The recent outbreak of severe acute respiratory syndrome coronavirus 2 (SARS-CoV-2) started in December 2019, resulting in the coronavirus disease-19 (COVID-19) pandemic. Coronaviruses are solely accountable for rising mortality and socioeconomic saddles. Presently, there are few repurposed drugs such as remdesivir or favipiravir approved for the treatment of COVID-19, although vaccines and plasma therapy is also subject to emergency approval. However, some potential natural treatments and cures have also been proposed. Molecules of natural origin showed therapeutic importance such as antiviral, anti-inflammatory, and antioxidant activity, and could be useful drug candidates for treating COVID-19. In recent years, essential oils have shown promising therapeutic effects against many viral diseases. Carvacrol is one of the monoterpene phenol with abundant presence in essential oils of many aromatic plants, including thyme and oregano. It is being used as food flavoring, additive, and preservatives. Carvacrol is also used as a fragrance in cosmetic products. A number of research studies have shown biological actions of carvacrol with its therapeutic potential is of clinical significance. The in vitro and in vivo studies have shown multiple pharmacological properties such as anticancer, anti-fungal, anti-bacterial, anti-oxidant, anti-inflammatory, vasorelaxant, hepatoprotective, and spasmolytic. This review highlights the various biological and pharmacological properties of carvacrol within the scope of COVID-19............ https://www.frontiersin.org/articles/10.3389/fpls.2020.601335/full
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|Posted on March 29, 2021 at 12:35 AM||comments (0)|
First Published December 3, 2020 Review Article
|Posted on March 29, 2021 at 12:20 AM||comments (0)|
Targeting Lipid Rafts—A Potential Therapy for COVID-19
Dmitri Sviridov1,2*, Yury I. Miller3, Rami A. Ballout4, Alan T. Remaley4 and Michael Bukrinsky5
1Baker Heart and Diabetes Institute, Melbourne, VIC, Australia
2Department of Biochemistry and Molecular Biology, Monash University, Clayton, VIC, Australia
3Department of Medicine, University of California, San Diego, La Jolla, CA, United States
4Lipoprotein Metabolism Section, Translational Vascular Medicine Branch, National Heart, Lung and Blood Institute (NHLBI), National Institutes of Health, Bethesda, MD, United States
5Department of Microbiology, Immunology and Tropical Medicine, School of Medicine and Health Sciences, The George Washington University, Washington, DC, United States
COVID-19 is a global pandemic currently in an acute phase of rapid expansion. While public health measures remain the most effective protection strategy at this stage, when the peak passes, it will leave in its wake important health problems. Historically, very few viruses have ever been eradicated. Instead, the virus may persist in communities causing recurrent local outbreaks of the acute infection as well as several chronic diseases that may arise from the presence of a “suppressed” virus or as a consequence of the initial exposure. An ideal solution would be an anti-viral medication that (i) targets multiple stages of the viral lifecycle, (ii) is insensitive to frequent changes of viral phenotype due to mutagenesis, (iii) has broad spectrum, (iv) is safe and (v) also targets co-morbidities of the infection. In this Perspective we discuss a therapeutic approach that owns these attributes, namely “lipid raft therapy.” Lipid raft therapy is an approach aimed at reducing the abundance and structural modifications of host lipid rafts or at targeted delivery of therapeutics to the rafts. Lipid rafts are the sites of the initial binding, activation, internalization and cell-to-cell transmission of SARS-CoV-2. They also are key regulators of immune and inflammatory responses, dysregulation of which is characteristic to COVID-19 infection. Lipid raft therapy was successful in targeting many viral infections and inflammatory disorders, and can potentially be highly effective for treatment of COVID-19. ........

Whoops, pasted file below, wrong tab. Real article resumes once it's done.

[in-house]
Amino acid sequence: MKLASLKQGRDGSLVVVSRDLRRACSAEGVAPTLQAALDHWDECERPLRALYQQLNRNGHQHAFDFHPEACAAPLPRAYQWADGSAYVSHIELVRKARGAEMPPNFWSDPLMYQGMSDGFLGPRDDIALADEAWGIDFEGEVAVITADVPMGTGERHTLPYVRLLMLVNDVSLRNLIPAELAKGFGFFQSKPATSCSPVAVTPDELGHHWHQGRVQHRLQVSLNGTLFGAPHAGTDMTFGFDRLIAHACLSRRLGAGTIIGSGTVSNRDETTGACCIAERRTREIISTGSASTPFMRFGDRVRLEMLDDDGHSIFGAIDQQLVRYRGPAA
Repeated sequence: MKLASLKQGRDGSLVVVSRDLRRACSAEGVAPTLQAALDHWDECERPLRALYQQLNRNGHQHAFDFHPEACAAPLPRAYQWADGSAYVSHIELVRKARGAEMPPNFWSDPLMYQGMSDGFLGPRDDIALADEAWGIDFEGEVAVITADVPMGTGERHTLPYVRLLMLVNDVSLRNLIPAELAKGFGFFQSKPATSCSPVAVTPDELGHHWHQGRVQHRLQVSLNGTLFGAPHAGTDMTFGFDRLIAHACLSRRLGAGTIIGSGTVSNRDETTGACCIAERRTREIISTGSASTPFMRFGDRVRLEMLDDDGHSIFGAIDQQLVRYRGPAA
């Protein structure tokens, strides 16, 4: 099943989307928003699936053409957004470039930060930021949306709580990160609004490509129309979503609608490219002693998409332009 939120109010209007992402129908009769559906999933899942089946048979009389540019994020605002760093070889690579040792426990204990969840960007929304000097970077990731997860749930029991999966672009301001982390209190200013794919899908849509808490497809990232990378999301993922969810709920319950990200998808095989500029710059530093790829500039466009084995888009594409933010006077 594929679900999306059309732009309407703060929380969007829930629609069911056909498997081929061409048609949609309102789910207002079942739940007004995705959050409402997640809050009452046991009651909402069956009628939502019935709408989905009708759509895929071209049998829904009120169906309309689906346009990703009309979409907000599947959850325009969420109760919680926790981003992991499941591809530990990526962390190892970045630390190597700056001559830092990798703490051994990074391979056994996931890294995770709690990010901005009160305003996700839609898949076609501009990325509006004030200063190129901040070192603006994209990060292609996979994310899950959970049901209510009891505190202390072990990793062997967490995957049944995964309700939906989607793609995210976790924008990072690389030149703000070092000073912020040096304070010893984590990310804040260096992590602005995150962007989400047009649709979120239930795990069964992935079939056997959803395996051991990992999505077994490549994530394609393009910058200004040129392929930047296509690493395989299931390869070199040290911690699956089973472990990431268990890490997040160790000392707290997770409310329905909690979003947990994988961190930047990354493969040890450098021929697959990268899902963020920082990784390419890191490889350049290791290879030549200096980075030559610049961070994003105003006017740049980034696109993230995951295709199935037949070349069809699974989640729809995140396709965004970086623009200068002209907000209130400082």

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|Posted on March 29, 2021 at 12:05 AM||comments (0)|
Why a combination of Zn and black seed could be a natural alternative for COVID-19 treatment
|Posted on March 28, 2021 at 9:20 AM||comments (0)|
Why should we drink ionized alkaline water?
|Posted on March 24, 2021 at 12:15 AM||comments (0)|
Curcumin, a natural compound and ingredient in curry, has antiinflammatory, antioxidant, and anticarcinogenic properties. Previously, we reported that curcumin abrogated influenza virus infectivity by inhibiting hemagglutination (HA) activity. This study demonstrates a novel mechanism by which curcumin inhibits the infectivity of enveloped viruses. In all analyzed enveloped viruses, including the influenza virus, curcumin inhibited plaque formation. In contrast, the nonenveloped enterovirus 71 remained unaffected by curcumin treatment. We evaluated the effects of curcumin on the membrane structure using fluorescent dye (sulforhodamine B; SRB)-containing liposomes that mimic the viral envelope. Curcumin treatment induced the leakage of SRB from these liposomes and the addition of the influenza virus reduced the leakage, indicating that curcumin disrupts the integrity of the membranes of viral envelopes and of liposomes. When testing liposomes of various diameters, we detected higher levels of SRB leakage from the smaller-sized liposomes than from the larger liposomes. Interestingly, the curcumin concentration required to reduce plaque formation was lower for the influenza virus (approximately 100 nm in diameter) than for the pseudorabies virus (approximately 180 nm) and the vaccinia virus (roughly 335 × 200 × 200 nm). These data provide insights on the molecular antiviral mechanisms of curcumin and its potential use as an antiviral agent for enveloped viruses.